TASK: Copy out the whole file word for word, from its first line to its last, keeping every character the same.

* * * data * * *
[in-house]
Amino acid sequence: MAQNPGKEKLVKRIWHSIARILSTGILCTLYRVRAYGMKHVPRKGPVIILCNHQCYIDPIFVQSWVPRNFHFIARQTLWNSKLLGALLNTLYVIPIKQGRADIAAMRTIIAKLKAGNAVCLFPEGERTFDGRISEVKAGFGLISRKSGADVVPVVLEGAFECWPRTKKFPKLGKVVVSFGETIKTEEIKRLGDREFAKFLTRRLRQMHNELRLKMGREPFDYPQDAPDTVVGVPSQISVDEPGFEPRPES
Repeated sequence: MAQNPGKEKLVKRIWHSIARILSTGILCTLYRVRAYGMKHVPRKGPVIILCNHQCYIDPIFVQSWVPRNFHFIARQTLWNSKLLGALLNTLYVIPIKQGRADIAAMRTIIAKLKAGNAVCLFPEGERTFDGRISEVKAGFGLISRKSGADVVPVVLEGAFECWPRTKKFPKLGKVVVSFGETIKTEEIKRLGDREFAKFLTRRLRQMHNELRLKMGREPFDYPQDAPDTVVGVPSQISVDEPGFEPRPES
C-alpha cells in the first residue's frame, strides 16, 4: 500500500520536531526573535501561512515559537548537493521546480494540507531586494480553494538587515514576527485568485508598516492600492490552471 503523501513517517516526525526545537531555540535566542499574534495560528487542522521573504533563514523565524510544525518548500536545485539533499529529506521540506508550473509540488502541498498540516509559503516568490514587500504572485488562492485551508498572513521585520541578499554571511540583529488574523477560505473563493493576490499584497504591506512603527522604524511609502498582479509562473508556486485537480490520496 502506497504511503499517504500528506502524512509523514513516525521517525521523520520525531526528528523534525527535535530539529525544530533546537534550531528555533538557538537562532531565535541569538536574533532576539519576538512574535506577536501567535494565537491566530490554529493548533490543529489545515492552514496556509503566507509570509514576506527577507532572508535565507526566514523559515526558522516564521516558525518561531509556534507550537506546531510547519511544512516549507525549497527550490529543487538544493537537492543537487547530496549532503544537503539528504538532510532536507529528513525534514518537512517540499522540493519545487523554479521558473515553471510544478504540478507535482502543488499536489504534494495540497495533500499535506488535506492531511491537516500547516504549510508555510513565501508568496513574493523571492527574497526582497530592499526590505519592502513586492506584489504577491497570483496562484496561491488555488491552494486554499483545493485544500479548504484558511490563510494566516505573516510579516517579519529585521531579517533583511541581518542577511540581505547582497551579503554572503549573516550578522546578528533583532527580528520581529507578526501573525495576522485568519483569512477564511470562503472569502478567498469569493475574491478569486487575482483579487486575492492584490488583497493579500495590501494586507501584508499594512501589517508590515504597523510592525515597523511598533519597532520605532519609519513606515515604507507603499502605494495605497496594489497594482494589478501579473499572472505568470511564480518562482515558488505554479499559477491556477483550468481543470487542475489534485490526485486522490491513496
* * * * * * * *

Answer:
[in-house]
Amino acid sequence: MAQNPGKEKLVKRIWHSIARILSTGILCTLYRVRAYGMKHVPRKGPVIILCNHQCYIDPIFVQSWVPRNFHFIARQTLWNSKLLGALLNTLYVIPIKQGRADIAAMRTIIAKLKAGNAVCLFPEGERTFDGRISEVKAGFGLISRKSGADVVPVVLEGAFECWPRTKKFPKLGKVVVSFGETIKTEEIKRLGDREFAKFLTRRLRQMHNELRLKMGREPFDYPQDAPDTVVGVPSQISVDEPGFEPRPES
Repeated sequence: MAQNPGKEKLVKRIWHSIARILSTGILCTLYRVRAYGMKHVPRKGPVIILCNHQCYIDPIFVQSWVPRNFHFIARQTLWNSKLLGALLNTLYVIPIKQGRADIAAMRTIIAKLKAGNAVCLFPEGERTFDGRISEVKAGFGLISRKSGADVVPVVLEGAFECWPRTKKFPKLGKVVVSFGETIKTEEIKRLGDREFAKFLTRRLRQMHNELRLKMGREPFDYPQDAPDTVVGVPSQISVDEPGFEPRPES
C-alpha cells in the first residue's frame, strides 16, 4: 500500500520536531526573535501561512515559537548537493521546480494540507531586494480553494538587515514576527485568485508598516492600492490552471 503523501513517517516526525526545537531555540535566542499574534495560528487542522521573504533563514523565524510544525518548500536545485539533499529529506521540506508550473509540488502541498498540516509559503516568490514587500504572485488562492485551508498572513521585520541578499554571511540583529488574523477560505473563493493576490499584497504591506512603527522604524511609502498582479509562473508556486485537480490520496 502506497504511503499517504500528506502524512509523514513516525521517525521523520520525531526528528523534525527535535530539529525544530533546537534550531528555533538557538537562532531565535541569538536574533532576539519576538512574535506577536501567535494565537491566530490554529493548533490543529489545515492552514496556509503566507509570509514576506527577507532572508535565507526566514523559515526558522516564521516558525518561531509556534507550537506546531510547519511544512516549507525549497527550490529543487538544493537537492543537487547530496549532503544537503539528504538532510532536507529528513525534514518537512517540499522540493519545487523554479521558473515553471510544478504540478507535482502543488499536489504534494495540497495533500499535506488535506492531511491537516500547516504549510508555510513565501508568496513574493523571492527574497526582497530592499526590505519592502513586492506584489504577491497570483496562484496561491488555488491552494486554499483545493485544500479548504484558511490563510494566516505573516510579516517579519529585521531579517533583511541581518542577511540581505547582497551579503554572503549573516550578522546578528533583532527580528520581529507578526501573525495576522485568519483569512477564511470562503472569502478567498469569493475574491478569486487575482483579487486575492492584490488583497493579500495590501494586507501584508499594512501589517508590515504597523510592525515597523511598533519597532520605532519609519513606515515604507507603499502605494495605497496594489497594482494589478501579473499572472505568470511564480518562482515558488505554479499559477491556477483550468481543470487542475489534485490526485486522490491513496